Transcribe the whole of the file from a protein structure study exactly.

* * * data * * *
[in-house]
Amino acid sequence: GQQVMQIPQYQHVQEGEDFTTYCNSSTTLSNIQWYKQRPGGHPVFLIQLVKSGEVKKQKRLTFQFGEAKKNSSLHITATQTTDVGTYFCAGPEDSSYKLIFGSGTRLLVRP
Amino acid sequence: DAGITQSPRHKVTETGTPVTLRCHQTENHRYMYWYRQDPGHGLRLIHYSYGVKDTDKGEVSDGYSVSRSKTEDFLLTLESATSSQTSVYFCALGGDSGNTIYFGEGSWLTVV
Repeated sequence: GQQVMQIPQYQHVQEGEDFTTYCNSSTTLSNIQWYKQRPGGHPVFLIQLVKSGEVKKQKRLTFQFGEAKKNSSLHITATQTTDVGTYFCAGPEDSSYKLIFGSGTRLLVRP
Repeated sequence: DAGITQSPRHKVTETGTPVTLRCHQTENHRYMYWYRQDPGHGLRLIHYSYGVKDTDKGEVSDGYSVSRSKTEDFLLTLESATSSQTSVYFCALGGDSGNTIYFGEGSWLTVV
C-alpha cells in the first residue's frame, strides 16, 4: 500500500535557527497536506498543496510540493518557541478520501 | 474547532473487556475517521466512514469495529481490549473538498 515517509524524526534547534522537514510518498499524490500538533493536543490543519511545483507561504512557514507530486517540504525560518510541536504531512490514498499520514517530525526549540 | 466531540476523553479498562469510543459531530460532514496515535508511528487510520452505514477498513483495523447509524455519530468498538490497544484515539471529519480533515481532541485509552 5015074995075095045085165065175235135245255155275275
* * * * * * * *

[in-house]
Amino acid sequence: GQQVMQIPQYQHVQEGEDFTTYCNSSTTLSNIQWYKQRPGGHPVFLIQLVKSGEVKKQKRLTFQFGEAKKNSSLHITATQTTDVGTYFCAGPEDSSYKLIFGSGTRLLVRP
Amino acid sequence: DAGITQSPRHKVTETGTPVTLRCHQTENHRYMYWYRQDPGHGLRLIHYSYGVKDTDKGEVSDGYSVSRSKTEDFLLTLESATSSQTSVYFCALGGDSGNTIYFGEGSWLTVV
Repeated sequence: GQQVMQIPQYQHVQEGEDFTTYCNSSTTLSNIQWYKQRPGGHPVFLIQLVKSGEVKKQKRLTFQFGEAKKNSSLHITATQTTDVGTYFCAGPEDSSYKLIFGSGTRLLVRP
Repeated sequence: DAGITQSPRHKVTETGTPVTLRCHQTENHRYMYWYRQDPGHGLRLIHYSYGVKDTDKGEVSDGYSVSRSKTEDFLLTLESATSSQTSVYFCALGGDSGNTIYFGEGSWLTVV
C-alpha cells in the first residue's frame, strides 16, 4: 500500500535557527497536506498543496510540493518557541478520501 | 474547532473487556475517521466512514469495529481490549473538498 515517509524524526534547534522537514510518498499524490500538533493536543490543519511545483507561504512557514507530486517540504525560518510541536504531512490514498499520514517530525526549540 | 466531540476523553479498562469510543459531530460532514496515535508511528487510520452505514477498513483495523447509524455519530468498538490497544484515539471529519480533515481532541485509552 5015074995075095045085165065175235135245255155275275